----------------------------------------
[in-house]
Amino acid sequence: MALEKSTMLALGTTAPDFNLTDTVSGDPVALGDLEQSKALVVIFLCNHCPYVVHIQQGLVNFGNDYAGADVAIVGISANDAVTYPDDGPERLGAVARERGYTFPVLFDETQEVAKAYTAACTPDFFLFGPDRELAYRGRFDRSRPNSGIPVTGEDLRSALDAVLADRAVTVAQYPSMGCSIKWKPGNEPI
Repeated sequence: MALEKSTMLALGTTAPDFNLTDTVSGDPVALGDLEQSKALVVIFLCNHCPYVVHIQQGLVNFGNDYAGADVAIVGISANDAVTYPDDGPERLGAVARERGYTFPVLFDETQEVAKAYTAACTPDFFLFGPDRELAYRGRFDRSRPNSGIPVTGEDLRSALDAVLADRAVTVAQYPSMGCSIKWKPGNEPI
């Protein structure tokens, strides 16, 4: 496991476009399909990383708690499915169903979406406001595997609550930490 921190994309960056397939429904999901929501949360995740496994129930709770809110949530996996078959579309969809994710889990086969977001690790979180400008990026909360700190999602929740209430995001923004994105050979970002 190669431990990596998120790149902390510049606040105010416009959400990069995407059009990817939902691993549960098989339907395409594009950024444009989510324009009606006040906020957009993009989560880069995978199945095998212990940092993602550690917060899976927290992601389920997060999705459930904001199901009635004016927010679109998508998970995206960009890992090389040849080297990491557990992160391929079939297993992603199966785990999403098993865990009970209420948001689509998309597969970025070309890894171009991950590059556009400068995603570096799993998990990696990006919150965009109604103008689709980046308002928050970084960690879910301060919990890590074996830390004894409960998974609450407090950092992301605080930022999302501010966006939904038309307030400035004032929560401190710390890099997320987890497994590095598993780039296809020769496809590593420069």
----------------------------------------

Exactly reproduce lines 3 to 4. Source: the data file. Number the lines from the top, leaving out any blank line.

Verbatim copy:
Repeated sequence: MALEKSTMLALGTTAPDFNLTDTVSGDPVALGDLEQSKALVVIFLCNHCPYVVHIQQGLVNFGNDYAGADVAIVGISANDAVTYPDDGPERLGAVARERGYTFPVLFDETQEVAKAYTAACTPDFFLFGPDRELAYRGRFDRSRPNSGIPVTGEDLRSALDAVLADRAVTVAQYPSMGCSIKWKPGNEPI
């Protein structure tokens, strides 16, 4: 496991476009399909990383708690499915169903979406406001595997609550930490 921190994309960056397939429904999901929501949360995740496994129930709770809110949530996996078959579309969809994710889990086969977001690790979180400008990026909360700190999602929740209430995001923004994105050979970002 190669431990990596998120790149902390510049606040105010416009959400990069995407059009990817939902691993549960098989339907395409594009950024444009989510324009009606006040906020957009993009989560880069995978199945095998212990940092993602550690917060899976927290992601389920997060999705459930904001199901009635004016927010679109998508998970995206960009890992090389040849080297990491557990992160391929079939297993992603199966785990999403098993865990009970209420948001689509998309597969970025070309890894171009991950590059556009400068995603570096799993998990990696990006919150965009109604103008689709980046308002928050970084960690879910301060919990890590074996830390004894409960998974609450407090950092992301605080930022999302501010966006939904038309307030400035004032929560401190710390890099997320987890497994590095598993780039296809020769496809590593420069």